• Sending local press clippings or links to media coverage to your member of Congress and two senators. Suggest another media-friendly event and invite the elected official to attend and speak, which in turn generates even more media interest.
In 2009, Time Warner Cable planned to implement mandatory usage pricing starting in Rochester, N.Y., Greensboro, N.C., and San Antonio and Austin, Tex.

In 2009, Time Warner Cable planned to implement mandatory usage pricing starting in Rochester, N.Y., Greensboro, N.C., and San Antonio and Austin, Tex.

In the battle with Time Warner Cable, we did all the above, but especially the latter, which quickly spun the story out of control of company officials sent to distribute propaganda about usage cap “fairness” and “generous” allowances. We were so relentless, we managed to get under the skin of at least one company spokesperson caught on camera being testy in an on-air interview, which backfired on the company and angered customers even more.

In the case of Comcast, very few of these techniques have been used in the fight against their endless data cap experiment. Customers seem satisfied writing angry comments and signing online petitions. Some have filed complaints with the FCC which are useful measures of hot button issues on which the FCC may act in the last year of the Obama Administration. But there is no detectable organized opposition on the ground to Comcast’s data caps. That may explain why Comcast’s CEO has repeatedly told investors your reactions to Comcast’s caps have been “neutral to slightly positive.” Many Wall Street analysts obviously believe that, because some are advocating the time is right to raise broadband prices even higher. After all, if your reaction to data caps was muted, raising the price another $5 a month probably won’t cost you as a customer either.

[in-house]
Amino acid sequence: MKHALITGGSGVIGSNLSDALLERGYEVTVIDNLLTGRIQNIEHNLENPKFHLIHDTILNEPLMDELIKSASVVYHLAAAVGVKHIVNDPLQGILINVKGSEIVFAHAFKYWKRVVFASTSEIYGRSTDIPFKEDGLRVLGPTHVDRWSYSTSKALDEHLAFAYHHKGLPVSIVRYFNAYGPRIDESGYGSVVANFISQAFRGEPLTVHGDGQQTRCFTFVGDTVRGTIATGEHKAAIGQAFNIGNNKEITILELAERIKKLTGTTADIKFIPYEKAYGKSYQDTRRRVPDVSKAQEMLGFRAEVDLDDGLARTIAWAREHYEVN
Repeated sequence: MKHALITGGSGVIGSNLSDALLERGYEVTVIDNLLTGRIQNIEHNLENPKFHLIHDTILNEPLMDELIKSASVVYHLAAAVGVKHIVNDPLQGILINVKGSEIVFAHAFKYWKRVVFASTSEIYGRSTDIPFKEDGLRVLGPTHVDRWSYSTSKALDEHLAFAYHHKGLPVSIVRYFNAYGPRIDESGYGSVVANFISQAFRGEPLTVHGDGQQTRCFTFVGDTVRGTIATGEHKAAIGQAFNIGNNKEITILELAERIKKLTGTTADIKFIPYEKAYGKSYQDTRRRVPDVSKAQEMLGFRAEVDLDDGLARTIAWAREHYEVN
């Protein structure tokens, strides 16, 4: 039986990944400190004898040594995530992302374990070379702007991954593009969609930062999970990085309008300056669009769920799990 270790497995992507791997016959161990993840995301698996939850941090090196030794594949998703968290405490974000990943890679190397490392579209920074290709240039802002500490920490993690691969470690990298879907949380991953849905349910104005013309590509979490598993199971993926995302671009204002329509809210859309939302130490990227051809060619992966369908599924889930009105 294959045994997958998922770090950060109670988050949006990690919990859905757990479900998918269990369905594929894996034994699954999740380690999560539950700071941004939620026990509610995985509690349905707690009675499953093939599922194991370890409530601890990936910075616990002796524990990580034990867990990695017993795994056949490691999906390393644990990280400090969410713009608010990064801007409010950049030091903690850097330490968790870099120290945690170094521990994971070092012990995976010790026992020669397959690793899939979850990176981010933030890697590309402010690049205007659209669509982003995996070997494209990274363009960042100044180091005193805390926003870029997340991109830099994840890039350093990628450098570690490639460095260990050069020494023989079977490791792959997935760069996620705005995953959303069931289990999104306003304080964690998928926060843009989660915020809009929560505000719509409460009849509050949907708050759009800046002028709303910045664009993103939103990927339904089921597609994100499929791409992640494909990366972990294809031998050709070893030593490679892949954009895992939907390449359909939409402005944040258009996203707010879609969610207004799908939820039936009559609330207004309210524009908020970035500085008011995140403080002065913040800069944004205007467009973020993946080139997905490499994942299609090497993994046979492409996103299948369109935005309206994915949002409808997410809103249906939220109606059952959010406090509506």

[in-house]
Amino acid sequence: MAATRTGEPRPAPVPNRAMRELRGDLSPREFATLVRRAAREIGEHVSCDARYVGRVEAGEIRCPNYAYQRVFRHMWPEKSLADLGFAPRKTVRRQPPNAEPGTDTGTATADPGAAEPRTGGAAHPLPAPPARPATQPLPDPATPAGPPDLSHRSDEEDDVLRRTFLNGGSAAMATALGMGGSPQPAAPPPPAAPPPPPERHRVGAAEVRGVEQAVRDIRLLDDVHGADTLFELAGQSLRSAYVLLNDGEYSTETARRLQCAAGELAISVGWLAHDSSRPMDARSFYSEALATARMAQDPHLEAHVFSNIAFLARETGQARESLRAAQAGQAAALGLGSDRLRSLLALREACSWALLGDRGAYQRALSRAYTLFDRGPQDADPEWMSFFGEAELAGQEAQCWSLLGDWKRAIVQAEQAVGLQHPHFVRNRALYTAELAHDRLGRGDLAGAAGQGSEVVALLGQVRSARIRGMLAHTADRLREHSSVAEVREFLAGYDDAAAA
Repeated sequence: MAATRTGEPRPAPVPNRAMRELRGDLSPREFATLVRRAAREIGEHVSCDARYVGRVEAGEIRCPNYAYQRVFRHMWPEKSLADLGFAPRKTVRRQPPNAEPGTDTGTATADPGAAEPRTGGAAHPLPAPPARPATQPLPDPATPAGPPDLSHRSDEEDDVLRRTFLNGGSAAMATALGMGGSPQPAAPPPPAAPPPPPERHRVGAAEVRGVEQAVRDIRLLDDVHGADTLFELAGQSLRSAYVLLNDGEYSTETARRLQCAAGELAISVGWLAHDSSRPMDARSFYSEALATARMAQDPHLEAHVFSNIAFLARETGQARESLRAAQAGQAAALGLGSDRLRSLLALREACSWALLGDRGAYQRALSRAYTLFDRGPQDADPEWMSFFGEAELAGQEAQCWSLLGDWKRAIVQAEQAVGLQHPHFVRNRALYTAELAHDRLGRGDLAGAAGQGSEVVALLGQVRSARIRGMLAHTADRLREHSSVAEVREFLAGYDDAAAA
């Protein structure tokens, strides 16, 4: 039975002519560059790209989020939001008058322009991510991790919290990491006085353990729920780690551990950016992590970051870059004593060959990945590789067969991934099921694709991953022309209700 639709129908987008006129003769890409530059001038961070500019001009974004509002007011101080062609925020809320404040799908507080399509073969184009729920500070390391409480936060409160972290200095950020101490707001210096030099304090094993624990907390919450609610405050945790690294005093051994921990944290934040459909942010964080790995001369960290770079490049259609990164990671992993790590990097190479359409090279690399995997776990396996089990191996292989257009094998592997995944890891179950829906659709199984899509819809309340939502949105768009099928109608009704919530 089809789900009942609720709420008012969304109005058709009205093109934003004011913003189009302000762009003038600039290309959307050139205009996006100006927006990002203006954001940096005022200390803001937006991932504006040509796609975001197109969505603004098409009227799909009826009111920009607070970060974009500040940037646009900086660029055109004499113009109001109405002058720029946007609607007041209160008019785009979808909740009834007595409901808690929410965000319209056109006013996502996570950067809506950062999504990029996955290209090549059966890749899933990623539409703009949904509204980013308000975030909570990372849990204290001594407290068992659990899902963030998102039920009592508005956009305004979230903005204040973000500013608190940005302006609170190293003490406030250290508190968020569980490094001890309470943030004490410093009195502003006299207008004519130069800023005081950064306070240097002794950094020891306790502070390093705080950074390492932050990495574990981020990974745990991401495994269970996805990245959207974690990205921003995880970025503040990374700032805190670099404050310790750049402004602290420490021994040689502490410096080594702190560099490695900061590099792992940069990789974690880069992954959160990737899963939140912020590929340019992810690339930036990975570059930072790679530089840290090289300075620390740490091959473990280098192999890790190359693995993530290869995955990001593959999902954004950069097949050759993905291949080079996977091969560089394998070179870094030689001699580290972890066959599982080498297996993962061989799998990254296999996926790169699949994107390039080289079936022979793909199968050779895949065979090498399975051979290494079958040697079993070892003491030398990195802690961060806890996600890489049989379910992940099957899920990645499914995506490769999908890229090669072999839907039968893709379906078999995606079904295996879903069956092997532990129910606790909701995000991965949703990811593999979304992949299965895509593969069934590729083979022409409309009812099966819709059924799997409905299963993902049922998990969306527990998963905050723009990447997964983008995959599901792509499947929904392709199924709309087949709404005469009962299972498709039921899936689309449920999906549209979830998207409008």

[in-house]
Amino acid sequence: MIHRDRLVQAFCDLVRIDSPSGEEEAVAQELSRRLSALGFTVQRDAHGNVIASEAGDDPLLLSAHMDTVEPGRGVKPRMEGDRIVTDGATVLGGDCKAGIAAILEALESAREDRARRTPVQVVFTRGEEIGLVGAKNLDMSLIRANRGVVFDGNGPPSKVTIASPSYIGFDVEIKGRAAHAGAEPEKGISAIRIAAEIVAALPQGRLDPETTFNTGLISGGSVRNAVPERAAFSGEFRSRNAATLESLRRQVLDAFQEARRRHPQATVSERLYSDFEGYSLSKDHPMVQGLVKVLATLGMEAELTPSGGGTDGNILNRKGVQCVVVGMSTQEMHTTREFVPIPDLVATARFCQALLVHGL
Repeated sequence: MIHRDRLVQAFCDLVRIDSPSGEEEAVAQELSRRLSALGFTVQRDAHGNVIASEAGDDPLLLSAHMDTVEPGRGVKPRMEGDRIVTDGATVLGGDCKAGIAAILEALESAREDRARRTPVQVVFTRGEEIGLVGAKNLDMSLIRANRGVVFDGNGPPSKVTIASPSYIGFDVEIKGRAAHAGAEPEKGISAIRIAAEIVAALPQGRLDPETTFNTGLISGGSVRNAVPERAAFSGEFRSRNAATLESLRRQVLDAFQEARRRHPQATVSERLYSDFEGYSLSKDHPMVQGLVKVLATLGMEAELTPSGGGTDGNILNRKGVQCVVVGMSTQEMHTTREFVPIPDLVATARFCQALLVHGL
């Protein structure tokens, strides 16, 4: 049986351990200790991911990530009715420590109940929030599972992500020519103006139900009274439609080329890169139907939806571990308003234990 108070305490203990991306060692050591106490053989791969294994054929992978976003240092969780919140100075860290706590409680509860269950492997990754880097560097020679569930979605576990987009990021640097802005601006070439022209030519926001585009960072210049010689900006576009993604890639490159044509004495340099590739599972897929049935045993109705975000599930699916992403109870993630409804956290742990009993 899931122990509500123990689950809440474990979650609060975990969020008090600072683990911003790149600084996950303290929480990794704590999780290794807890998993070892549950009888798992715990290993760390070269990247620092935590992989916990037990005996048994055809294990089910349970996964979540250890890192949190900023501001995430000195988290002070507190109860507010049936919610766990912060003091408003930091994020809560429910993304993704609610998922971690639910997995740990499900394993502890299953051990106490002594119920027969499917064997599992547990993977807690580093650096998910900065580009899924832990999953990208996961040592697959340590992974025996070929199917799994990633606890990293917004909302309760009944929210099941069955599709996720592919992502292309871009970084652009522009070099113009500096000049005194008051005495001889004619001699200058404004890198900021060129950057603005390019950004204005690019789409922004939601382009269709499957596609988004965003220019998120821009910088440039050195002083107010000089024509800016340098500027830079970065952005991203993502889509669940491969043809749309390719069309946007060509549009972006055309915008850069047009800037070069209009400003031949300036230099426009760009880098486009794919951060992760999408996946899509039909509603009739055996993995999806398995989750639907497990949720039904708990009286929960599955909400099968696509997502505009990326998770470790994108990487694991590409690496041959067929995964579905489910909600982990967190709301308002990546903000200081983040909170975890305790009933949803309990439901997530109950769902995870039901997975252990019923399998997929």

It would be very different if these analysts saw regular news reports of small groups of angry customers protesting in front of Comcast offices in different areas of the country. That would likely trigger questions about whether broadband pricing has gotten out of hand. Coverage like that often attracts politicians, who cannot lose opposing a cable company. Once Congress gets interested, the fear regulation might be coming next is usually enough to get companies to pull back and reconsider.

comcast sucksIf you are living with a Comcast data cap and want to see it gone, you can do something about it. Consider organizing your own local movement by tapping fellow angry customers and recruiting local activist groups to the cause. In Rochester, there was no shortage of angry college students and groups ready to protest. Google local progressive political groups, technology clubs, and technology-dependent organizations in your immediate area. Some are likely to be a good resource for building effective public protests, sign-making, and other TV-friendly protest techniques. Contact town governments, the mayor’s office of your city, technology-oriented newspaper columnists, radio talk show/computer support show hosts, etc., to build a mailing list for coordinated announcements about your efforts. Many local officials also oppose data caps.

If a local news reporter has covered tech or consumer issues in the past, many station websites now offer direct e-mail options to reach that reporter. If you give them a good TV-friendly story to cover, they will be back for more coverage as your local protest grows. We helped coordinate and share news about efforts against Time Warner in the cities that were subject to experiments, which also gave us advance notice of their talking points and an ability to offer a consistent response. Several stations carried multiple stories about the cap issue, supported by calls to TV newsrooms to thank them for their coverage and to encourage more.

We realize Comcast’s responsiveness to customers is so atrocious it approaches criminal, but Comcast does respond to Wall Street and shareholders who do not want the company under threat of fact-finding hearings, FCC regulatory action, or Congressional attention. They also don’t want any talk of municipal broadband alternatives. Sidewalk protests in front of the local cable office on the 6 o’clock news is a nightmare.